Infant sleep apnea is a sleep related breathing disorder. It involves reductions and pauses in breathing that occur during an infant’s sleep. Partial reductions in breathing are called “hypopneas.” Complete pauses in breathing are called “apneas.” In infancy the frequency of these events increases during the stage of rapid eye movement (REM) sleep.

The apneas in infant sleep apnea may be central, obstructive or mixed. Central apneas occur when your body decreases or stops its effort to breathe. This results from a problem in the brain or in the heart. Obstructive apneas occur when soft tissue in the back of the throat collapses and blocks the airway during sleep. Mixed apneas involve a central apnea that is directly followed by an obstructive apnea.

The majority of apneas that occur in small premature infants are mixed apneas. Apneas that occur in larger premature infants and full-term infants tend to be central apneas.

These breathing problems can cause severe complications. The infant may not have enough oxygen in the blood. This is known as “hypoxemia.” The infant also may develop a slow heartbeat. This is known as “bradycardia.” The infant even may lose consciousness and need to be resuscitated.

Infant sleep apnea has two general causes. It can be a developmental problem that results from an immature brainstem. It also can be a secondary problem that is caused by another medical condition.

It is common for there to be some instability in an infant’s breathing. This can be a normal part of an infant’s development. Even healthy infants may have a brief central apnea. This pause may be an isolated event. It also may occur after the child sighs or moves. The duration of these normal events is very short. They rarely last longer than 20 seconds. Obstructive apneas are rare in healthy infants.

Symptoms

If your infant has OSA they may:

  • Have prolonged pauses in breathing that last 20 seconds or longer
  • Have patterns of repeated pauses in breathing that last less than 20 seconds
  • Have related problems such as low oxygen or a slow heartbeat
  • Have needed resuscitation or other urgent care

Risk Factors

Small preterm infants are most likely to have infant sleep apnea. It sometimes occurs in larger preterm or full-term infants. It is less common in infants under the age of six months.

During the first month after birth it occurs in 84 percent of infants who weigh less than 2.2 pounds. The risk decreases to 25 percent for infants who weigh less than 5.5 pounds. It is rare in full-term newborns.

In preterm infants, infant sleep apnea tends to appear between the second and seventh day of life. It is rare on the first day of life. Its presence at birth is usually a sign of another illness.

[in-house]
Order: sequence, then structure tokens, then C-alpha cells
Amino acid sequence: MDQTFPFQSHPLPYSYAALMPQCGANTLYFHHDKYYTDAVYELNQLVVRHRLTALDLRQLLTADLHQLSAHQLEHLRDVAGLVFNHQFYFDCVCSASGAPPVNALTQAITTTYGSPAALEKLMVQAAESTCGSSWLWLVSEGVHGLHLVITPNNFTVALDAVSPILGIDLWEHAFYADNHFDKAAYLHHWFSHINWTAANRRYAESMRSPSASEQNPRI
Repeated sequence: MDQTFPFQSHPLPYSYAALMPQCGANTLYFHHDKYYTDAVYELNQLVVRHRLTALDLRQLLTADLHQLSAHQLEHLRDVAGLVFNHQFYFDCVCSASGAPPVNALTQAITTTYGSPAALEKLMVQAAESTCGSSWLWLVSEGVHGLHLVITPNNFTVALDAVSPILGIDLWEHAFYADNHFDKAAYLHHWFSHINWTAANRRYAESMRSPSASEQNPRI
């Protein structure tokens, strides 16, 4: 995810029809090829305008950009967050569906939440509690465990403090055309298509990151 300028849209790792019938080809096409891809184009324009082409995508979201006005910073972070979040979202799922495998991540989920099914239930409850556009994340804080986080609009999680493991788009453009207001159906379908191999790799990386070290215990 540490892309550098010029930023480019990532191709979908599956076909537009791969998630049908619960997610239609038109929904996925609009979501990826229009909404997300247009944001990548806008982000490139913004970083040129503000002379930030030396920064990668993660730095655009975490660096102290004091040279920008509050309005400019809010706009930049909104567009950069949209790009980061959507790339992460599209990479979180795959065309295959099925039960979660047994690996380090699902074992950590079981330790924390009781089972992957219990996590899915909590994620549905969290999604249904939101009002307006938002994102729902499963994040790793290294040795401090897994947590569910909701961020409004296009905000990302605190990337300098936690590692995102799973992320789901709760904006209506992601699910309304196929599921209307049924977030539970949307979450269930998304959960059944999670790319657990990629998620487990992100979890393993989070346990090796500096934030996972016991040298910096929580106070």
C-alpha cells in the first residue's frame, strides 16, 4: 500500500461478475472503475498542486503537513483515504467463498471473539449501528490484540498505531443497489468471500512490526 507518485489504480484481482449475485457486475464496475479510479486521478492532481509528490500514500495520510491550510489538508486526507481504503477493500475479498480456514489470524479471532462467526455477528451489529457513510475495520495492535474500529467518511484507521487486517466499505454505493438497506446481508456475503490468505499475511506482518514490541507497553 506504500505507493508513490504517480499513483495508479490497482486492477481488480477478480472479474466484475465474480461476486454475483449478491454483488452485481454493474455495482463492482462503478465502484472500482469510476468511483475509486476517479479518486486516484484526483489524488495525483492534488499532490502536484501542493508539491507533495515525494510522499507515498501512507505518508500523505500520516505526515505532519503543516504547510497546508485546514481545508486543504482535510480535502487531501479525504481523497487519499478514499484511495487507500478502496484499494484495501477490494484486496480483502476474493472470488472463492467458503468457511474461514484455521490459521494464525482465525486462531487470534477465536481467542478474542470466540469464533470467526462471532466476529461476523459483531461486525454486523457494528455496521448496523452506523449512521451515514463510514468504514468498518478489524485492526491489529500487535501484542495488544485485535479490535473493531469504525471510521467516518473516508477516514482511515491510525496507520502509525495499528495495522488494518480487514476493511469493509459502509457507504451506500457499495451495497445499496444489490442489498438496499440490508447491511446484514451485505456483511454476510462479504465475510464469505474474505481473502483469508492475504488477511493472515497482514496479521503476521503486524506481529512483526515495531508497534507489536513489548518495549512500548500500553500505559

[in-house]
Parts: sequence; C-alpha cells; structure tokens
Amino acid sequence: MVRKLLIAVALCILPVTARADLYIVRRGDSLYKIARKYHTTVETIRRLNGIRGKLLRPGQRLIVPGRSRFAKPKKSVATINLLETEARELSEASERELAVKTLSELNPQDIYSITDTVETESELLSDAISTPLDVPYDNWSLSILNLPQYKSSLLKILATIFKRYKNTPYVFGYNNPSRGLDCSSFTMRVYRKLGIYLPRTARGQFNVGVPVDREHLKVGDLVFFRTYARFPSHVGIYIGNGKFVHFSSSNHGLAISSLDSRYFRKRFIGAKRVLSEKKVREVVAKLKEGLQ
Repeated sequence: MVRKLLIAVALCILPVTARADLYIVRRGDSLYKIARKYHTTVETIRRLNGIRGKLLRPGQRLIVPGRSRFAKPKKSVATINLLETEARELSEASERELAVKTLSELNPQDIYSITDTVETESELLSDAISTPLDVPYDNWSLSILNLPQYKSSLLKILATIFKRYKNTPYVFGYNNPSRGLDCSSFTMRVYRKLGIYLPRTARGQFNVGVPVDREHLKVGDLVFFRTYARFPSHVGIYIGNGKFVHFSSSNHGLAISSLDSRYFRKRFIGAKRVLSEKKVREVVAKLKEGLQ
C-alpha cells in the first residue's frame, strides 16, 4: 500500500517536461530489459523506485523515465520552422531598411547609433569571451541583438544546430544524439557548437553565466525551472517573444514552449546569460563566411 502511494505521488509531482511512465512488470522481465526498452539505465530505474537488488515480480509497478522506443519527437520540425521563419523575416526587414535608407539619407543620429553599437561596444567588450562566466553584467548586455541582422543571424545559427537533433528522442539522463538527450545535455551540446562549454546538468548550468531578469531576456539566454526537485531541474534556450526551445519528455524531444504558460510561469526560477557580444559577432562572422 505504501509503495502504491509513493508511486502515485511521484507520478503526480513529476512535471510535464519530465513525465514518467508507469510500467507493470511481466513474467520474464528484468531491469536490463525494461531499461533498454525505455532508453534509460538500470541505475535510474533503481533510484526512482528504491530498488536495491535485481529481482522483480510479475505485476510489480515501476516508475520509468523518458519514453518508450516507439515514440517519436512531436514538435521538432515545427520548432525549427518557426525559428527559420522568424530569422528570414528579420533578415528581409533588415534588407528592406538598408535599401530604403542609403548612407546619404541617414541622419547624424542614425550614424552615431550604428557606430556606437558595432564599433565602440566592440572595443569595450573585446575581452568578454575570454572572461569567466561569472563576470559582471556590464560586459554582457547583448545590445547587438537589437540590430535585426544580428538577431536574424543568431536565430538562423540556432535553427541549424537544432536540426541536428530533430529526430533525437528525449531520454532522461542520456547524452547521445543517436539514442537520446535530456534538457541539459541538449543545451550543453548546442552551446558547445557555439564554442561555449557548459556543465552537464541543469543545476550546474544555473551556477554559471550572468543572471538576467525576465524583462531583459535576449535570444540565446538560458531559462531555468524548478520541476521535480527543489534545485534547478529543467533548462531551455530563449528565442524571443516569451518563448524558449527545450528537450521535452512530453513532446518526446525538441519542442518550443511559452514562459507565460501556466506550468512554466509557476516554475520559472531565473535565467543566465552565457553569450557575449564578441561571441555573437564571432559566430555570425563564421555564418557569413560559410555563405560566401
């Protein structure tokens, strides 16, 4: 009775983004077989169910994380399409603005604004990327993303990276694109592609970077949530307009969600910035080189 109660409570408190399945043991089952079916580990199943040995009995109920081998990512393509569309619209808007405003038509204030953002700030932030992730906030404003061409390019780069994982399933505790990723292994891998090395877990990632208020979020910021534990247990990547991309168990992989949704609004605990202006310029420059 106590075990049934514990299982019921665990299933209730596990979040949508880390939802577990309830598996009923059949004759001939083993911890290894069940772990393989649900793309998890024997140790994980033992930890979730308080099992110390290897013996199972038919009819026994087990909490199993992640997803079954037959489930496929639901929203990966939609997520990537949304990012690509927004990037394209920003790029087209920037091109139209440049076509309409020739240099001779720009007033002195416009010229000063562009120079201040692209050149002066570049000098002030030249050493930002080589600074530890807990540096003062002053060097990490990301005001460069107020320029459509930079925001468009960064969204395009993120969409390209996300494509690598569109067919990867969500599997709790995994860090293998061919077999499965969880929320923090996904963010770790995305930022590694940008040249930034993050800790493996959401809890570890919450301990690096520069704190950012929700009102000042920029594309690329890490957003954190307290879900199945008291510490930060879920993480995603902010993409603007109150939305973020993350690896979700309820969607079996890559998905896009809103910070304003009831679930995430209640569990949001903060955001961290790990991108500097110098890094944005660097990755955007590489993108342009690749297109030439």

A variety of medical conditions can cause infant sleep apnea or make it worse. These problems include:

  • Acid reflux
  • Anemia
  • Anesthesia
  • Drugs
  • Infection
  • Lung disease
  • Metabolic disorders
  • Neurological problems
  • Seizures
  • Small upper airway

A small percentage of children who die from sudden infant death syndrome (SIDS) have apnea symptoms prior to death. But infant sleep apnea has not been established as a risk factor for SIDS.

Diagnosis

You may need to take your infant to a doctor who is a sleep specialist. If so then you should schedule an appointment at an accredited sleep disorders center. Some centers specialize in helping children. A sleep specialist will review your infant’s history and symptoms. If needed, the doctor will schedule your infant for an overnight sleep study. This kind of study is called a polysomnogram. It is the best way to evaluate your child’s sleep. With the results of this study the doctor will be able to develop an individual treatment plan for your child.

It is also important to know if there is something else that is causing your child’s sleep problems. A sleep specialist can look for other conditions that may be involved. These include:

  • Another sleep disorder
  • A medical condition
  • Medication use
  • A mental health disorder

The doctor will need to know if your child was born premature or full-term. He or she will also need to know your child’s weight at birth. Inform the doctor of any complications that you or your baby had during or after delivery. Describe the problems you have observed and when you first noticed them.

An infant who has persistent breathing problems during sleep may need an overnight sleep study. This study is called a polysomnogram. It charts your child’s brain waves, heartbeat, and breathing during sleep. It also records arm and leg movements. The sleep study will reveal the nature of your infant’s breathing problem. It also will show the severity of the problem. The study requires your child to spend the night at the sleep center. A parent or guardian also will need to stay at the sleep center with the child.

Treatment

Infants with infant sleep apnea may need a machine to provide breathing support. They also may need treatment with medications. Both of these options tend to be short-term treatments.

Infant sleep apnea tends to go away as the child grows and matures. Ninety-eight percent of preterm infants will be free of symptoms by 40 weeks after conception. The problem is more likely to persist longer in infants who were born less than 28 weeks after conception.

Any medical condition that causes infant sleep apnea or makes it worse also needs to be treated. The treatment will depend on the nature of the medical problem.

Long-term complications are rare for most children with infant sleep apnea. Problems are more likely for infants who need frequent resuscitation. Health problems also are more common if the infant sleep apnea is related to another severe medical condition.